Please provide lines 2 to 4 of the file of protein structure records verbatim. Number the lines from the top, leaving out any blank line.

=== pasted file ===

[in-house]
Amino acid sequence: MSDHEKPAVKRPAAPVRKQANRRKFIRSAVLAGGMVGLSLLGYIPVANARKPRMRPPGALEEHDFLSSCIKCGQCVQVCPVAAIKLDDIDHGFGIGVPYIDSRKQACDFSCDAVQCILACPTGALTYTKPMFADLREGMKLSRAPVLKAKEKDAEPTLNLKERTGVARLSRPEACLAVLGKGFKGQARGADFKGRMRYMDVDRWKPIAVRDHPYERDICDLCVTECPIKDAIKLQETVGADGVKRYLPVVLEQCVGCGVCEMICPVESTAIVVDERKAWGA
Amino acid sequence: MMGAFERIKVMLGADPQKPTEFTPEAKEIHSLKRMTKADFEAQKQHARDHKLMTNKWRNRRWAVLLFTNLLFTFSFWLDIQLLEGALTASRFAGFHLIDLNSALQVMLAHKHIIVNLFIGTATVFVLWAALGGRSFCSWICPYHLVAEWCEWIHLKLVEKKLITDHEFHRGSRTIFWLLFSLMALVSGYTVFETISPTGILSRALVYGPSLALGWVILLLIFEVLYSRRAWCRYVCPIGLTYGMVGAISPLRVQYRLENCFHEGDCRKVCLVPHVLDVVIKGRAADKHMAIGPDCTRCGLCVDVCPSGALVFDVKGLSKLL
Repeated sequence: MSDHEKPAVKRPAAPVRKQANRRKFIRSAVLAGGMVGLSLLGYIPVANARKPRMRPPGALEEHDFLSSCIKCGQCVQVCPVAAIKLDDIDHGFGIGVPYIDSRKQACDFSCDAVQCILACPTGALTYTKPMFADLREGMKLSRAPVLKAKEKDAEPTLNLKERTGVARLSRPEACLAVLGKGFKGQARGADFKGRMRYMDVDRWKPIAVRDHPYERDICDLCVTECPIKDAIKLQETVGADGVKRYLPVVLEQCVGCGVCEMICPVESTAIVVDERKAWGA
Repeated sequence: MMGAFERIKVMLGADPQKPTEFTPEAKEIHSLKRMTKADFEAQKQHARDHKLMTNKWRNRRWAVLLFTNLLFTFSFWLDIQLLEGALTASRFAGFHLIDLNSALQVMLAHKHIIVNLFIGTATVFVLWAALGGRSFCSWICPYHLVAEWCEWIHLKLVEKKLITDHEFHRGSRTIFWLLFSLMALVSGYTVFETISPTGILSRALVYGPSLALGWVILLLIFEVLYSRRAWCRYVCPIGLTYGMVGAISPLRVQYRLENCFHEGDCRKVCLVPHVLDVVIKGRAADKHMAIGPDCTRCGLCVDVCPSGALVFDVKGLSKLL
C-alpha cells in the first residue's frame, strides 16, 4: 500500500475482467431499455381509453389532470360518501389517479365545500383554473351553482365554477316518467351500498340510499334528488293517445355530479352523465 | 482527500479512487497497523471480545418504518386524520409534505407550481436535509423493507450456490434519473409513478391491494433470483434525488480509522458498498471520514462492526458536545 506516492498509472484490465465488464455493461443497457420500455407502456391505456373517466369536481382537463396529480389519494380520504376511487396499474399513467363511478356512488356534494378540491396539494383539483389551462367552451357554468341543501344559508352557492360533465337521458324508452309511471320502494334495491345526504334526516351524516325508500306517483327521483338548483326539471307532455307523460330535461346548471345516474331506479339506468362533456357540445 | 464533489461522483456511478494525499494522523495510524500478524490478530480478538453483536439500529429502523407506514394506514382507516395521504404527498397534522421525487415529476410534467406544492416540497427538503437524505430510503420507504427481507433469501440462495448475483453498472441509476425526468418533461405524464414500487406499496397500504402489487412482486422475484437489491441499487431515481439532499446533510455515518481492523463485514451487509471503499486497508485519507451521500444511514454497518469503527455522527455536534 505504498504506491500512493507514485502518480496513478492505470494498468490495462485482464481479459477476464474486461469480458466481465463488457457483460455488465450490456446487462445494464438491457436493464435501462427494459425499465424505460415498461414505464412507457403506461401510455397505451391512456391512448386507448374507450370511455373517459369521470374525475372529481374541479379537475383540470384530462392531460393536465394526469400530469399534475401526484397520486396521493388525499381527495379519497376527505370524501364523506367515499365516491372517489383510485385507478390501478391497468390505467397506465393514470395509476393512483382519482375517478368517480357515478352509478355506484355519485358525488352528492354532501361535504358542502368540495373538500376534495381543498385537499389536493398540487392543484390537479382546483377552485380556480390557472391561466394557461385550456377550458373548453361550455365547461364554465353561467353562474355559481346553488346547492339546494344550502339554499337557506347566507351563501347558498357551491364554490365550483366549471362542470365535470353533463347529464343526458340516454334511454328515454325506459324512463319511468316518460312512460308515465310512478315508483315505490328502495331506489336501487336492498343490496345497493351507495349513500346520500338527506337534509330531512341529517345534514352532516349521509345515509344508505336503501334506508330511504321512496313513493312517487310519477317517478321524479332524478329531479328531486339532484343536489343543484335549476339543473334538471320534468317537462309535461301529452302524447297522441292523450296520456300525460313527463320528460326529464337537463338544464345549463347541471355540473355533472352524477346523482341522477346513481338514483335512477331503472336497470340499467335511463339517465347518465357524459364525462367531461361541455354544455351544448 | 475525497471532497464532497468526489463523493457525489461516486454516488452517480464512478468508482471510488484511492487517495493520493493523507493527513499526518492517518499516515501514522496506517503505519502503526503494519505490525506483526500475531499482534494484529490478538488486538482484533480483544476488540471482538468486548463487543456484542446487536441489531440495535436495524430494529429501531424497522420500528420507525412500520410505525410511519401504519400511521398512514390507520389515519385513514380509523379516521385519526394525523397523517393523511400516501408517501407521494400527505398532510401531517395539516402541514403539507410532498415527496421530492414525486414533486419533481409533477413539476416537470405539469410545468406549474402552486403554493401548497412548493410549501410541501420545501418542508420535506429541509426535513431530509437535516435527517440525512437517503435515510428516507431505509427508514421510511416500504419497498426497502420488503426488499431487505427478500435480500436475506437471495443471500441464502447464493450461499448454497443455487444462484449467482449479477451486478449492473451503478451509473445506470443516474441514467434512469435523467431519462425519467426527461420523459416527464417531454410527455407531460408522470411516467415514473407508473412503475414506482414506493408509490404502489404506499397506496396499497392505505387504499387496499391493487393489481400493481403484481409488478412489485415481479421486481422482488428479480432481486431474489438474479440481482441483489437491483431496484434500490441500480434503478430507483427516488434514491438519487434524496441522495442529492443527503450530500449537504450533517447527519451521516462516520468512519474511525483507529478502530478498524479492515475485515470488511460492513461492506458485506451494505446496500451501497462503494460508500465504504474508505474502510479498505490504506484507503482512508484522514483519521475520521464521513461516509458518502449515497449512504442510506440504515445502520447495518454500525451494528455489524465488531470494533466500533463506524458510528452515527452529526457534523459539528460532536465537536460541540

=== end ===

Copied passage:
Amino acid sequence: MSDHEKPAVKRPAAPVRKQANRRKFIRSAVLAGGMVGLSLLGYIPVANARKPRMRPPGALEEHDFLSSCIKCGQCVQVCPVAAIKLDDIDHGFGIGVPYIDSRKQACDFSCDAVQCILACPTGALTYTKPMFADLREGMKLSRAPVLKAKEKDAEPTLNLKERTGVARLSRPEACLAVLGKGFKGQARGADFKGRMRYMDVDRWKPIAVRDHPYERDICDLCVTECPIKDAIKLQETVGADGVKRYLPVVLEQCVGCGVCEMICPVESTAIVVDERKAWGA
Amino acid sequence: MMGAFERIKVMLGADPQKPTEFTPEAKEIHSLKRMTKADFEAQKQHARDHKLMTNKWRNRRWAVLLFTNLLFTFSFWLDIQLLEGALTASRFAGFHLIDLNSALQVMLAHKHIIVNLFIGTATVFVLWAALGGRSFCSWICPYHLVAEWCEWIHLKLVEKKLITDHEFHRGSRTIFWLLFSLMALVSGYTVFETISPTGILSRALVYGPSLALGWVILLLIFEVLYSRRAWCRYVCPIGLTYGMVGAISPLRVQYRLENCFHEGDCRKVCLVPHVLDVVIKGRAADKHMAIGPDCTRCGLCVDVCPSGALVFDVKGLSKLL
Repeated sequence: MSDHEKPAVKRPAAPVRKQANRRKFIRSAVLAGGMVGLSLLGYIPVANARKPRMRPPGALEEHDFLSSCIKCGQCVQVCPVAAIKLDDIDHGFGIGVPYIDSRKQACDFSCDAVQCILACPTGALTYTKPMFADLREGMKLSRAPVLKAKEKDAEPTLNLKERTGVARLSRPEACLAVLGKGFKGQARGADFKGRMRYMDVDRWKPIAVRDHPYERDICDLCVTECPIKDAIKLQETVGADGVKRYLPVVLEQCVGCGVCEMICPVESTAIVVDERKAWGA